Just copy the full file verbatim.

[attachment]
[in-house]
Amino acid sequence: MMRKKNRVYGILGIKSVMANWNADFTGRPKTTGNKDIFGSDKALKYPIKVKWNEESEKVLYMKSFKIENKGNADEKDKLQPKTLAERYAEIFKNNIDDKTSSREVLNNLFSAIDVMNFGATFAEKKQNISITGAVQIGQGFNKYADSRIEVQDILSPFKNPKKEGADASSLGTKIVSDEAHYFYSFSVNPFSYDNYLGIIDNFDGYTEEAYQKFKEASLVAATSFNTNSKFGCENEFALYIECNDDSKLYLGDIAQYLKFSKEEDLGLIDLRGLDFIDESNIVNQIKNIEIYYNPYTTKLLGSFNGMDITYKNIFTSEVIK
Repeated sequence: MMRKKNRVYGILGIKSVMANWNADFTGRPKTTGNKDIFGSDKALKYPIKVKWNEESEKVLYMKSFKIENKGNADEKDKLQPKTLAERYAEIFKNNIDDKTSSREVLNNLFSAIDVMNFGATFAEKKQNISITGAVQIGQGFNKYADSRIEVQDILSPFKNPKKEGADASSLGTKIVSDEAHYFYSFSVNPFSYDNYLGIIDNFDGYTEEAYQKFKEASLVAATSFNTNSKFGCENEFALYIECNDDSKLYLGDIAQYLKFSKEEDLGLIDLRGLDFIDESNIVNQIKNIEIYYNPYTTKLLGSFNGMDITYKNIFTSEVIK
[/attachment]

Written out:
[in-house]
Amino acid sequence: MMRKKNRVYGILGIKSVMANWNADFTGRPKTTGNKDIFGSDKALKYPIKVKWNEESEKVLYMKSFKIENKGNADEKDKLQPKTLAERYAEIFKNNIDDKTSSREVLNNLFSAIDVMNFGATFAEKKQNISITGAVQIGQGFNKYADSRIEVQDILSPFKNPKKEGADASSLGTKIVSDEAHYFYSFSVNPFSYDNYLGIIDNFDGYTEEAYQKFKEASLVAATSFNTNSKFGCENEFALYIECNDDSKLYLGDIAQYLKFSKEEDLGLIDLRGLDFIDESNIVNQIKNIEIYYNPYTTKLLGSFNGMDITYKNIFTSEVIK
Repeated sequence: MMRKKNRVYGILGIKSVMANWNADFTGRPKTTGNKDIFGSDKALKYPIKVKWNEESEKVLYMKSFKIENKGNADEKDKLQPKTLAERYAEIFKNNIDDKTSSREVLNNLFSAIDVMNFGATFAEKKQNISITGAVQIGQGFNKYADSRIEVQDILSPFKNPKKEGADASSLGTKIVSDEAHYFYSFSVNPFSYDNYLGIIDNFDGYTEEAYQKFKEASLVAATSFNTNSKFGCENEFALYIECNDDSKLYLGDIAQYLKFSKEEDLGLIDLRGLDFIDESNIVNQIKNIEIYYNPYTTKLLGSFNGMDITYKNIFTSEVIK